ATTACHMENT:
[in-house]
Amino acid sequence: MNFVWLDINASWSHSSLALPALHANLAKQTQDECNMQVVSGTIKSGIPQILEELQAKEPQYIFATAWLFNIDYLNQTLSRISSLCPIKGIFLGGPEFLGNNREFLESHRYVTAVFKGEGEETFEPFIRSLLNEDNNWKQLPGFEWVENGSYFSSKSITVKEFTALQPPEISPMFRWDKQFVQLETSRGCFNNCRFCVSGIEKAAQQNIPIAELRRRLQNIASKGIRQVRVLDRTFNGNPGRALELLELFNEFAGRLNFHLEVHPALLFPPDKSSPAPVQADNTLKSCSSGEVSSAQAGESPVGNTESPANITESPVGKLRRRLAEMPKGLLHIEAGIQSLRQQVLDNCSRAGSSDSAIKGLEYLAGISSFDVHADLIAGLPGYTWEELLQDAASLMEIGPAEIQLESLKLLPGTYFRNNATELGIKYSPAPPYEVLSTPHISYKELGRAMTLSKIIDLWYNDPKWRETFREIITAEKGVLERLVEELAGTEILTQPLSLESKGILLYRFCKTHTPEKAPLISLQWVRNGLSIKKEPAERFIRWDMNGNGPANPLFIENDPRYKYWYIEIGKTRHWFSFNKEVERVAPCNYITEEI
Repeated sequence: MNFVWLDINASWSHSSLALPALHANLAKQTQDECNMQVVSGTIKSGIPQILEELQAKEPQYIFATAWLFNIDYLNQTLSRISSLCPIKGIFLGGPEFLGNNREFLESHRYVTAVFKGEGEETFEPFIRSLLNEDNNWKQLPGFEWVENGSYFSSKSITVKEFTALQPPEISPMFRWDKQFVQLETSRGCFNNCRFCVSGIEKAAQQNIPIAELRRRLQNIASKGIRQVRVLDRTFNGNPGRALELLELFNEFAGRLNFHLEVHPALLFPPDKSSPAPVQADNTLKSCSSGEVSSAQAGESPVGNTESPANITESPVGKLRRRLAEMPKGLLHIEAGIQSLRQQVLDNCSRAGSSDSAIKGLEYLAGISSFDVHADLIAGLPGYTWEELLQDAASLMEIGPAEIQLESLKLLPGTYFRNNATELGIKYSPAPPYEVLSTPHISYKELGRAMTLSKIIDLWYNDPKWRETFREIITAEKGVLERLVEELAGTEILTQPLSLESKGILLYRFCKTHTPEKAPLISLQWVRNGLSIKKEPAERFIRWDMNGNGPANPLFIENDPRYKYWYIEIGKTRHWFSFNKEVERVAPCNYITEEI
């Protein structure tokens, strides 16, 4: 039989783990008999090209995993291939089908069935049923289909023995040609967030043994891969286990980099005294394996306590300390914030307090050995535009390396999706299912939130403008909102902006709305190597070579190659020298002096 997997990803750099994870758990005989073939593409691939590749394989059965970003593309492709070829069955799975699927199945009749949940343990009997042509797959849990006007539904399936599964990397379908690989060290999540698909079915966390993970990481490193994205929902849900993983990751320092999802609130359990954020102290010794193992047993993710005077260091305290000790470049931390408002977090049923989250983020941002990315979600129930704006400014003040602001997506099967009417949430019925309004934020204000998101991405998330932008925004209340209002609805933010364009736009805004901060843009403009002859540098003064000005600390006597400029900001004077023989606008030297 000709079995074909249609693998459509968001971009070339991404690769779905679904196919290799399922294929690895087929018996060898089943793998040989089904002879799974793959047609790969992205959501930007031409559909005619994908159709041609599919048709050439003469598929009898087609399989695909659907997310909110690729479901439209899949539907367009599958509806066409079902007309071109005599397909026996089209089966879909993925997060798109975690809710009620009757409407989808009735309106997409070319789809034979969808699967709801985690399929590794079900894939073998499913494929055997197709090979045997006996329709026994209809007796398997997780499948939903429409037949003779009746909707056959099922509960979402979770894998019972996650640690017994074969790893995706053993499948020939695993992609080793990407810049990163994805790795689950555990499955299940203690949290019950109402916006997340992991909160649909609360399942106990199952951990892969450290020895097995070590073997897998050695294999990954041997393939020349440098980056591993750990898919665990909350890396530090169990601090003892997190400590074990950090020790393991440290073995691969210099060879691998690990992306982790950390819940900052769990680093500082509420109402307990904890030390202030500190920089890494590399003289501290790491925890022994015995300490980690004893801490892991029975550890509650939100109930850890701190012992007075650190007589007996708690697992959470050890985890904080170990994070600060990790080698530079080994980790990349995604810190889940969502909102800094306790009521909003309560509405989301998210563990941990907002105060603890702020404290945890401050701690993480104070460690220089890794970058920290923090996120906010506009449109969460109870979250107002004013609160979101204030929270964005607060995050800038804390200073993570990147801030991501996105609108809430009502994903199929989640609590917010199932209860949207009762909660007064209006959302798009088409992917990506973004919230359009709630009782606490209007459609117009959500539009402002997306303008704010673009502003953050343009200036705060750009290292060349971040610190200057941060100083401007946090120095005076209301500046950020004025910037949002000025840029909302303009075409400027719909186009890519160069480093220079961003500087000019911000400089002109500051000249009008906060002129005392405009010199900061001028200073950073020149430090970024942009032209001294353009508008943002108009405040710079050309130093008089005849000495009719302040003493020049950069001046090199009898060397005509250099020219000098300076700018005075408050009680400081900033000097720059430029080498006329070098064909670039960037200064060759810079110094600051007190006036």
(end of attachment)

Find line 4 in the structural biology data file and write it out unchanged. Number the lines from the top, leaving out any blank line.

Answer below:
């Protein structure tokens, strides 16, 4: 039989783990008999090209995993291939089908069935049923289909023995040609967030043994891969286990980099005294394996306590300390914030307090050995535009390396999706299912939130403008909102902006709305190597070579190659020298002096 997997990803750099994870758990005989073939593409691939590749394989059965970003593309492709070829069955799975699927199945009749949940343990009997042509797959849990006007539904399936599964990397379908690989060290999540698909079915966390993970990481490193994205929902849900993983990751320092999802609130359990954020102290010794193992047993993710005077260091305290000790470049931390408002977090049923989250983020941002990315979600129930704006400014003040602001997506099967009417949430019925309004934020204000998101991405998330932008925004209340209002609805933010364009736009805004901060843009403009002859540098003064000005600390006597400029900001004077023989606008030297 000709079995074909249609693998459509968001971009070339991404690769779905679904196919290799399922294929690895087929018996060898089943793998040989089904002879799974793959047609790969992205959501930007031409559909005619994908159709041609599919048709050439003469598929009898087609399989695909659907997310909110690729479901439209899949539907367009599958509806066409079902007309071109005599397909026996089209089966879909993925997060798109975690809710009620009757409407989808009735309106997409070319789809034979969808699967709801985690399929590794079900894939073998499913494929055997197709090979045997006996329709026994209809007796398997997780499948939903429409037949003779009746909707056959099922509960979402979770894998019972996650640690017994074969790893995706053993499948020939695993992609080793990407810049990163994805790795689950555990499955299940203690949290019950109402916006997340992991909160649909609360399942106990199952951990892969450290020895097995070590073997897998050695294999990954041997393939020349440098980056591993750990898919665990909350890396530090169990601090003892997190400590074990950090020790393991440290073995691969210099060879691998690990992306982790950390819940900052769990680093500082509420109402307990904890030390202030500190920089890494590399003289501290790491925890022994015995300490980690004893801490892991029975550890509650939100109930850890701190012992007075650190007589007996708690697992959470050890985890904080170990994070600060990790080698530079080994980790990349995604810190889940969502909102800094306790009521909003309560509405989301998210563990941990907002105060603890702020404290945890401050701690993480104070460690220089890794970058920290923090996120906010506009449109969460109870979250107002004013609160979101204030929270964005607060995050800038804390200073993570990147801030991501996105609108809430009502994903199929989640609590917010199932209860949207009762909660007064209006959302798009088409992917990506973004919230359009709630009782606490209007459609117009959500539009402002997306303008704010673009502003953050343009200036705060750009290292060349971040610190200057941060100083401007946090120095005076209301500046950020004025910037949002000025840029909302303009075409400027719909186009890519160069480093220079961003500087000019911000400089002109500051000249009008906060002129005392405009010199900061001028200073950073020149430090970024942009032209001294353009508008943002108009405040710079050309130093008089005849000495009719302040003493020049950069001046090199009898060397005509250099020219000098300076700018005075408050009680400081900033000097720059430029080498006329070098064909670039960037200064060759810079110094600051007190006036």